These fares are tailor-made for travelers who want to cram in a second destination with their London trip — a fairly common strategy, especially considering how easy it is to get to Paris, Scotland, or other parts of England by rail. Flying expands your options even more.
Of course, taking into account check-in, transfers, and flight time, this doesn’t leave you much time to enjoy that second destination. But if you really have the urge to pop across the Channel (or Irish Sea) for a few hours, here are some suggestions for quick, interesting itineraries you can accomplish in a day.
A simple roundtrip flight between New York and Dubai in late May can cost up to $1,200 on Emirates, the nation-state’s main carrier. Not exactly a bargain, considering you’d be forking over another thousand or two on lodging alone (Dubai’s low season doesn’t really get going until late June, when the extremely high temperatures cause rates to tumble). On top of everything else, you’ve probably already crossed Dubai off your list, so why go back if you’ve been there, done that?
Good thing, then, that Qatar Airways is providing another option for UAE-bound travelers who don’t feel like blowing their whole savings on a late spring jaunt. Thanks to a limited-time offer, the airline is offering flights to its newly-launched destination, Sharjah, from $696 roundtrip. Read more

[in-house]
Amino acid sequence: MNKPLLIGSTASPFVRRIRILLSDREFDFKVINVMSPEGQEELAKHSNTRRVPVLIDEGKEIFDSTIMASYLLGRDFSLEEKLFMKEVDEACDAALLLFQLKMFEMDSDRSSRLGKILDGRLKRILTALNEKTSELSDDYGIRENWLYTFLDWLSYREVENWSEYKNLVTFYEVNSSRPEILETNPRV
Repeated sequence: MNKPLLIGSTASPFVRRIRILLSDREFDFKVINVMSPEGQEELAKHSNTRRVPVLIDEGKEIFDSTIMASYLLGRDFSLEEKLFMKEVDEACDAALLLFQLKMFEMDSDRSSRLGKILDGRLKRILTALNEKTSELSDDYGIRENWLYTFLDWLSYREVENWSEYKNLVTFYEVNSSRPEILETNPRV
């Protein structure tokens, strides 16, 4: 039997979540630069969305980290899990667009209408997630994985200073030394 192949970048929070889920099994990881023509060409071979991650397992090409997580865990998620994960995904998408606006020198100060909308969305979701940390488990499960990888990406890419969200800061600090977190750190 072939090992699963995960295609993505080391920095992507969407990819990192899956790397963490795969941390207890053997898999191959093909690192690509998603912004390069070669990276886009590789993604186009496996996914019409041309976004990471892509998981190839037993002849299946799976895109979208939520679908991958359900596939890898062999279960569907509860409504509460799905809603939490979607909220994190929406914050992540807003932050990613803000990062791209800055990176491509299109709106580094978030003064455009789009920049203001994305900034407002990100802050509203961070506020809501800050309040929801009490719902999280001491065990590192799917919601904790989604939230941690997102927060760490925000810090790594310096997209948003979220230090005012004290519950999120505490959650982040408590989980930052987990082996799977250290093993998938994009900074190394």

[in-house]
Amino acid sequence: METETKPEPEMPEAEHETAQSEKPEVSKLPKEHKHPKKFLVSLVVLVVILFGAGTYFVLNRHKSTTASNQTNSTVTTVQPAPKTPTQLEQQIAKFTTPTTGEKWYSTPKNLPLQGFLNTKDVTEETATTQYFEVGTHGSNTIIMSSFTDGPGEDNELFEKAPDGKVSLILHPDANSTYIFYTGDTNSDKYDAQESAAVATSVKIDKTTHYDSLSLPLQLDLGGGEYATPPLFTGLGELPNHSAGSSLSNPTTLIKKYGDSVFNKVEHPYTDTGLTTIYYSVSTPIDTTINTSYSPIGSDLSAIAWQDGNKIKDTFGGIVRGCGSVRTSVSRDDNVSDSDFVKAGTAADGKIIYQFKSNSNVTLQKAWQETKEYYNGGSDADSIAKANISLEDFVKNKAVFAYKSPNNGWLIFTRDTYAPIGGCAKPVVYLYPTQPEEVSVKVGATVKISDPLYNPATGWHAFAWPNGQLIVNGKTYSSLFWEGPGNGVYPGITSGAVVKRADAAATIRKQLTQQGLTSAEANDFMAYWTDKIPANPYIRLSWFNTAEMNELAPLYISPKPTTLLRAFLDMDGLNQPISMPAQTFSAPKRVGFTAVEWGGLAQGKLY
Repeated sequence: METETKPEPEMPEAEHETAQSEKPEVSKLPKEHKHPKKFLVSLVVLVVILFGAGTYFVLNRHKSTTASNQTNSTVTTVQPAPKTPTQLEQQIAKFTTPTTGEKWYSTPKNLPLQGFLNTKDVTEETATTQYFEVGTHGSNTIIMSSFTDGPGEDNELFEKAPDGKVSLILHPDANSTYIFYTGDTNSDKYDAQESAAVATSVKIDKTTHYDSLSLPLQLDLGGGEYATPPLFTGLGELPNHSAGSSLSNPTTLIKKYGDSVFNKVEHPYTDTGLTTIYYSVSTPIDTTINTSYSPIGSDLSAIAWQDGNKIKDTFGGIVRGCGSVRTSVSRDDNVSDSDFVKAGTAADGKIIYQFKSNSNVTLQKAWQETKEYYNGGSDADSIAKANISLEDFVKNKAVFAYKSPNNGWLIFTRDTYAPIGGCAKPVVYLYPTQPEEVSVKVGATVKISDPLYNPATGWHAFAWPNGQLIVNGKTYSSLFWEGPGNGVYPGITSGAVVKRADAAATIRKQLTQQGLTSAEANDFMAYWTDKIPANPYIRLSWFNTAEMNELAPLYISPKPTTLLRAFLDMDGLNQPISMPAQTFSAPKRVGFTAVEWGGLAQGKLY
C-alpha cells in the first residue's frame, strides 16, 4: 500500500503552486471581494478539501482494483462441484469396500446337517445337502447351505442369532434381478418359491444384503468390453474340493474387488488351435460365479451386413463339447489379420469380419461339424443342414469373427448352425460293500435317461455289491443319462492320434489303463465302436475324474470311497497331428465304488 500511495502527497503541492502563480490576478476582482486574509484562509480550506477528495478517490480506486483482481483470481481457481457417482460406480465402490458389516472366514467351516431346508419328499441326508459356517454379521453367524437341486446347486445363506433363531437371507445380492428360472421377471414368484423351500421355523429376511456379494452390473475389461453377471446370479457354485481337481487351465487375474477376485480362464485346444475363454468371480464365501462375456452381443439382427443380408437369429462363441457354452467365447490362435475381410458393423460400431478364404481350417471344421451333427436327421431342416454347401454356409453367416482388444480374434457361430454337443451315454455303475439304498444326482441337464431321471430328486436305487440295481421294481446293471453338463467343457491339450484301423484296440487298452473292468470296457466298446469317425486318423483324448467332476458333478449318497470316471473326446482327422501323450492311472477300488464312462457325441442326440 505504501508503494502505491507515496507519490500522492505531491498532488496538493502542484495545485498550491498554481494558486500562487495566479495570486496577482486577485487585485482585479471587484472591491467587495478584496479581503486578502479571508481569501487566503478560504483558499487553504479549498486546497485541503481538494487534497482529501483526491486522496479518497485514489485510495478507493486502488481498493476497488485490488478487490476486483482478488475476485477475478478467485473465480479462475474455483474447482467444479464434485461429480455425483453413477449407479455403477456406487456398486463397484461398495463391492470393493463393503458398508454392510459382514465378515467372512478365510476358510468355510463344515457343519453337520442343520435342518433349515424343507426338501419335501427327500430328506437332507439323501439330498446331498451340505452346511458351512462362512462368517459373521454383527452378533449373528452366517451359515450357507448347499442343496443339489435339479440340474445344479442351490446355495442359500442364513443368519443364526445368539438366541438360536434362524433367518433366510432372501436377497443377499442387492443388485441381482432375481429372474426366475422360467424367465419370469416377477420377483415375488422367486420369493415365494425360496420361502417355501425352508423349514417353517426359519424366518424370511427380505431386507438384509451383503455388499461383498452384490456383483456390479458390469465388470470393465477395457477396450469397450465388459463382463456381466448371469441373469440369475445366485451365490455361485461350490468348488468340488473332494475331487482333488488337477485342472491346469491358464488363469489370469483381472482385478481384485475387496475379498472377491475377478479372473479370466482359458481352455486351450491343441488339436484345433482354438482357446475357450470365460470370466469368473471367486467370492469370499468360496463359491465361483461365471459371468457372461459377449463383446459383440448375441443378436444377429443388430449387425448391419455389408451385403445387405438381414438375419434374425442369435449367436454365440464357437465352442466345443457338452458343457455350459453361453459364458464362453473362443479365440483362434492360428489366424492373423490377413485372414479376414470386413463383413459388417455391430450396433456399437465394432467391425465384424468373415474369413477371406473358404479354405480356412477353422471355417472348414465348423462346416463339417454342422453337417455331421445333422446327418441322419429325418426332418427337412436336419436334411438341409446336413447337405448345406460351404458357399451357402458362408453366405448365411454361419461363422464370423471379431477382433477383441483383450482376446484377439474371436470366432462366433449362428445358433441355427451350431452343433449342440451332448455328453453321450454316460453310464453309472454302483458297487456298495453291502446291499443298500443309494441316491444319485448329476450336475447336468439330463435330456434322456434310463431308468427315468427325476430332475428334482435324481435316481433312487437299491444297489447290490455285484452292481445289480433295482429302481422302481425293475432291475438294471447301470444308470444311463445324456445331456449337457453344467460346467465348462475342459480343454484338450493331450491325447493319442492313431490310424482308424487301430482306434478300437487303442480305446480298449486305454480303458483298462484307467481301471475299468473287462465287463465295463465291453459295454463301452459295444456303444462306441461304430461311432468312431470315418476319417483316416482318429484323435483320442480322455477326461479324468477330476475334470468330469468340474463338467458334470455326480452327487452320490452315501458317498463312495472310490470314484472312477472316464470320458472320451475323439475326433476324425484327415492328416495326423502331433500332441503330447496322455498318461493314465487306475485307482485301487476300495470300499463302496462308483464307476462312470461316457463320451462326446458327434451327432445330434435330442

After the ride to the airport and the wait to get through security, the least you can expect from your airline of choice is a decent meal. But it rarely gets better than watery stir-fries or flavorless salads in the air. Maybe, if you’re lucky, you’ll get a good cookie. So we were pleasantly surprised to learn that a few airlines are making a concerted effort to bolster their food options by teaming up with reputable restaurant brands that seriously know their food. Here’s what’s being served up in the skies right now: Read more
Getting to the major Caribbean islands is pretty easy these days, with the major airlines providing direct service from many U.S. cities, Canada, and even Europe. But what if you’ve set your sights on a smaller island? Or if you plan to island-hop between destinations in paradise? Inter-island ferry service is possible, but the logistics of arranging it can be tricky. Flying is often a better choice, especially when time is a factor. Luckily, there are at least a dozen regional Caribbean airlines servicing the most remote islands. Some even have flights departing from the U.S. and Canada, sometimes at a cheaper price and with fewer connections than on the big commercial carriers. Use our mini guide to make navigating the islands fun, cheap, and, best of all, easy.